Thus whether or not the defendant third-party tort-feasors in the instant case were operating under and bound by the Workmen's Occupational Diseases Act freedom from causal negligence on the part of Blanski's employer was a condition prerequisite to Aetna's subrogation and lien rights. If the defendants were bound by the Act common-law principles of subrogation apply and under the Illinois cases a negligent employer is not subrogated. Prill v. Illinois State Motor Service, Inc., supra. If the defendants were not bound by the Act the second paragraph of section 29 applies and it expressly conditions the employer's subrogation and lien rights upon non-negligence. Manion v. Chicago, Rock Island and Pacific Railroad Company, 2 Ill.App.2d 191, 119 N.E.2d 498.
The Prill case is particularly apposite here. It was there pointed out (16 Ill.App.2d at page 207, 147 N.E.2d at page 684):
"Petitioner contends, however, that the employer's freedom from negligence logically follows as a corollary to respondent's recovery against the third party; also, that to impose such condition on the employer's right to reimbursement creates the possibility of a double recovery by the employee for a single injury. Both arguments of petitioner are answered in this case by recognition of the legal significance of respondent's 'consent judgment' against the third party. Such judgments are uniformly understood to merely record a settlement or agreement between the parties. They are not a judicial determination of the rights of the parties or the issues involved in litigation. Cwik v. Condre, 4 Ill.App.2d 380, 124 N.E.2d 612; Hogsett v. Hogsett, 11 Ill.App.2d 332, 137 N.E.2d 99. There having been no adjudication of rights and issues in respondent's action against the third party, it is as if settlement without suit had been effected. Under such circumstances, no inferences as to petitioner's freedom from negligence can be legally drawn. Nor has there been a recovery in the eyes of the law which, coupled with the compensation award, would result in a 'double satisfaction for the same wrong.'"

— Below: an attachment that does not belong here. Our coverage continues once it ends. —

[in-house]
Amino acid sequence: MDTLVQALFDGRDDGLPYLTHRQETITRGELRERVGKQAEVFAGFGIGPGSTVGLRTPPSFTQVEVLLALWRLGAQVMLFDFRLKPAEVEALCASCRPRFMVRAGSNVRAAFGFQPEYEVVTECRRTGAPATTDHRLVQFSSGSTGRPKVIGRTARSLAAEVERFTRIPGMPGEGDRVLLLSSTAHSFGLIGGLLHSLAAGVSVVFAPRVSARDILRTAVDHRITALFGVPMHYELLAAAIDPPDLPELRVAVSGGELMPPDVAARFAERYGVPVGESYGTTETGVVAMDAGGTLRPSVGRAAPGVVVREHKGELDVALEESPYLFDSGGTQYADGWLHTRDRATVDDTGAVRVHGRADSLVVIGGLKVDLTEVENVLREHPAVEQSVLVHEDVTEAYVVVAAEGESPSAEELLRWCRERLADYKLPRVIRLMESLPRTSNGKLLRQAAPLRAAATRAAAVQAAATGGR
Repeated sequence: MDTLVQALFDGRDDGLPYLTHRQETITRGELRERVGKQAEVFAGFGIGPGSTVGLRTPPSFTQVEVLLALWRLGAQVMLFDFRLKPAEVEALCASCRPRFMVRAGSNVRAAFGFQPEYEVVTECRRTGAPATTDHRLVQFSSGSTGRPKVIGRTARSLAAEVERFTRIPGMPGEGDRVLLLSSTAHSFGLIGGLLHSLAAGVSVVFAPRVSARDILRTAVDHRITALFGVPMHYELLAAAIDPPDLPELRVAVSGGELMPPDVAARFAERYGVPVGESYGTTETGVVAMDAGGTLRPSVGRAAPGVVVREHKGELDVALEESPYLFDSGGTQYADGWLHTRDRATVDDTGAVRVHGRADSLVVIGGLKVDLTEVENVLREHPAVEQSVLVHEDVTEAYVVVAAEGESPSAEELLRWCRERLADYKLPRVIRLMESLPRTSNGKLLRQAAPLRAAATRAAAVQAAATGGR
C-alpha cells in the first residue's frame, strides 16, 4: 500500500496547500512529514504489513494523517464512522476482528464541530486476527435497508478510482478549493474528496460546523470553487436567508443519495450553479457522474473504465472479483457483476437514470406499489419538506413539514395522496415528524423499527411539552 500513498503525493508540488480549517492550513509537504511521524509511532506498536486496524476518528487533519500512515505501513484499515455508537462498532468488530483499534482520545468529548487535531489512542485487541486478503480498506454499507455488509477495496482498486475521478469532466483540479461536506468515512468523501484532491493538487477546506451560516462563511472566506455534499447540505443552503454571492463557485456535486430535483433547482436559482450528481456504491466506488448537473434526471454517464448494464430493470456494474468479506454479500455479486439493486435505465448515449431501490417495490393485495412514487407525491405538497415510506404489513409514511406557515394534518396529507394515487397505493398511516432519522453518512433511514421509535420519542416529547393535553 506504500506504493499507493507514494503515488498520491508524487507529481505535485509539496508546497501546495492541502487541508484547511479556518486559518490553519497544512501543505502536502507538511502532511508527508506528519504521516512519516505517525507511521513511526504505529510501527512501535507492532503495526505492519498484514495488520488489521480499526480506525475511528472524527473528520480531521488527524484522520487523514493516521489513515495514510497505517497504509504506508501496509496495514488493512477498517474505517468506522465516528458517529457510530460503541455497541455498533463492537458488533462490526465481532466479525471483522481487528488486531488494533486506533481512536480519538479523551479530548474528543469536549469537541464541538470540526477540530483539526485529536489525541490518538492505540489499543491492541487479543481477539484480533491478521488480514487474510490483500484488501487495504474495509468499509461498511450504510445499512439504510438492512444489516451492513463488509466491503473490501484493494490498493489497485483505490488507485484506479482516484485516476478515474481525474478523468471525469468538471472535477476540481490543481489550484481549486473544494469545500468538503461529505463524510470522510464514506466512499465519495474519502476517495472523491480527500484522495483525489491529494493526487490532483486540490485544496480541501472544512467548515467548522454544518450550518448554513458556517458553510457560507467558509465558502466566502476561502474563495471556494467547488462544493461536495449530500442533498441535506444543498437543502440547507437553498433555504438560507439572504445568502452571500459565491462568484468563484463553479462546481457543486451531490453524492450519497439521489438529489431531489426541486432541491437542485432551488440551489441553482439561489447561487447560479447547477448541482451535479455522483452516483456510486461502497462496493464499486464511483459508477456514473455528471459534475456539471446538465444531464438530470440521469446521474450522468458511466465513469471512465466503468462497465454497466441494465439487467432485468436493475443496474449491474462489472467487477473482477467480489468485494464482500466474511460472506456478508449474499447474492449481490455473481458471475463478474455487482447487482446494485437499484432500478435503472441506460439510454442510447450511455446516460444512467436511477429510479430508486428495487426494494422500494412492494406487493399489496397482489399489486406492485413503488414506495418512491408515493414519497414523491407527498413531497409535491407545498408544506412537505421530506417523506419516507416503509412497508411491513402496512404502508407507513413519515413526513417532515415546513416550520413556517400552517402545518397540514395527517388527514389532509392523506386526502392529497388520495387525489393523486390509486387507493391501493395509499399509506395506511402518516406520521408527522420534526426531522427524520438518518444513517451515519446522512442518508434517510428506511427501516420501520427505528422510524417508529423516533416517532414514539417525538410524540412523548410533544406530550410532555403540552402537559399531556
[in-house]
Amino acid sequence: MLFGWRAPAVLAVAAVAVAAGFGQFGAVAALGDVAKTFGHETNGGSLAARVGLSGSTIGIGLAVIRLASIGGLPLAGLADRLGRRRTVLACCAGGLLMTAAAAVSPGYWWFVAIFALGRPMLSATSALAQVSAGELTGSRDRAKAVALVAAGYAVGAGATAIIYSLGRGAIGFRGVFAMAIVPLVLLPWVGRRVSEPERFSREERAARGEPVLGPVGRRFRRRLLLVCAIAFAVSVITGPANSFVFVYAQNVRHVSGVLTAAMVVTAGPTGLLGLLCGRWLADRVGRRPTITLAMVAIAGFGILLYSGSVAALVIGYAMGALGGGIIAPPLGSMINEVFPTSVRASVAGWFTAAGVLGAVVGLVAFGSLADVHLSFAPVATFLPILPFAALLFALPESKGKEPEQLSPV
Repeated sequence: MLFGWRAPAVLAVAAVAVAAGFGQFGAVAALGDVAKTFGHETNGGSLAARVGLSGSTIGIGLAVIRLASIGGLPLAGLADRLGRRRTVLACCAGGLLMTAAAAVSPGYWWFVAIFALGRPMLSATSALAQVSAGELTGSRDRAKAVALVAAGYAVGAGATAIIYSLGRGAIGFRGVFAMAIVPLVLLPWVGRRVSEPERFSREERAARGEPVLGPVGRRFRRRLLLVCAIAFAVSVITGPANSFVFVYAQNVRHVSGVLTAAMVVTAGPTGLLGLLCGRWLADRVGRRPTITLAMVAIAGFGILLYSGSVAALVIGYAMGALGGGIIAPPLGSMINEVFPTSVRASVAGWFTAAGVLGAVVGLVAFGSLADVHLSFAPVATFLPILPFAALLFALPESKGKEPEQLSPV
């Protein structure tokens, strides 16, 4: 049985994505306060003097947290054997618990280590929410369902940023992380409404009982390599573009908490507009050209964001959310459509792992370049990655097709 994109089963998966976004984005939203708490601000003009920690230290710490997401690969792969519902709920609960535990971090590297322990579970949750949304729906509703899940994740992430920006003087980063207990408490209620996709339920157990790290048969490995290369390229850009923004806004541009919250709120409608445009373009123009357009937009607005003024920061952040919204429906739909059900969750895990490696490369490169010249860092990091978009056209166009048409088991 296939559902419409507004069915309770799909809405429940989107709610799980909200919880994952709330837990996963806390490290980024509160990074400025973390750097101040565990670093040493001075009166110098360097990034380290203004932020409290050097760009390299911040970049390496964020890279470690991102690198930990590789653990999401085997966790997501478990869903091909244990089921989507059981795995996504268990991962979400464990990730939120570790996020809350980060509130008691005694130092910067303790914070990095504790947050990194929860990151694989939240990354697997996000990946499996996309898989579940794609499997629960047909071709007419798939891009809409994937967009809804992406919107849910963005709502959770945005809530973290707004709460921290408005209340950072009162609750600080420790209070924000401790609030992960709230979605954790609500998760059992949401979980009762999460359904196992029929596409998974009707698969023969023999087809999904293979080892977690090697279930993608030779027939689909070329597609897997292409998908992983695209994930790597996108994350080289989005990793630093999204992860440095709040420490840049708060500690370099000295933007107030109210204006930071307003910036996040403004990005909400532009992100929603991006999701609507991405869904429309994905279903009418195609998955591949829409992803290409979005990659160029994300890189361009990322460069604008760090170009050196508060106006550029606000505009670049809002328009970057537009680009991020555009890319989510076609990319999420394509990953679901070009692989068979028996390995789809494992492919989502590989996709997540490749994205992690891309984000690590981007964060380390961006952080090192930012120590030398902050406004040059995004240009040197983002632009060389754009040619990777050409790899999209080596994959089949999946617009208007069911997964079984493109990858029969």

Aetna relies heavily on amendments to the Workmen's Occupational Diseases Act made subsequent to the Grasse decision. It points out that a 1953 amendment deleted the invalid first paragraph from section 29 and excised the provision of the second paragraph which limited its application to situations where the third party was not bound by the Act. It contends that a 1959 amendment which deleted the words "was not proximately caused by the negligence of the employer or his employees" (Ill.Rev.Stat.1959, Ch. 48, § 172.40) governs its subrogation rights. The 1959 amendment in eliminating the provision that subrogation rights of the employer were conditioned on his freedom from causal negligence constituted a substantive change in the law. The change was not merely remedial and procedural as Aetna contends. The rights here involved are substantive and are to be governed by the law in force at the time they accrued - September 8, 1949 - the date of the occurrence upon which they are predicated. Stanswsky v. Industrial 11, 163 N.E. 428; City of Chicago v. Collin, 302 Ill. 270, 134 N.E. 751 and Playhouse Theatre v Industrial Commission, 346 Ill. 509, 179 N.E. 89.
We have considered all other contentions advanced by Aetna but find them without merit in view of the Illinois decisions which must be given controlling effect on the issues here considered.
The judgment of the District Court is affirmed.